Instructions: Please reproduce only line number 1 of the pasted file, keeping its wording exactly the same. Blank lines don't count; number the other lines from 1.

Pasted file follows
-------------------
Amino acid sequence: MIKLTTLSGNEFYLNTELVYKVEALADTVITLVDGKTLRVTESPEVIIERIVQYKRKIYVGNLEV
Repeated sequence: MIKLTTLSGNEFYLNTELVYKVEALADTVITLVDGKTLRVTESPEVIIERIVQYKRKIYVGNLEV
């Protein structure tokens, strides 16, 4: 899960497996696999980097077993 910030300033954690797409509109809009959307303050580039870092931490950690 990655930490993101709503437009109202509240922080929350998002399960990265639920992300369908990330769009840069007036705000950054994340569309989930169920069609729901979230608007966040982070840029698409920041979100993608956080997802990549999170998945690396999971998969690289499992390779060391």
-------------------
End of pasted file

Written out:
Amino acid sequence: MIKLTTLSGNEFYLNTELVYKVEALADTVITLVDGKTLRVTESPEVIIERIVQYKRKIYVGNLEV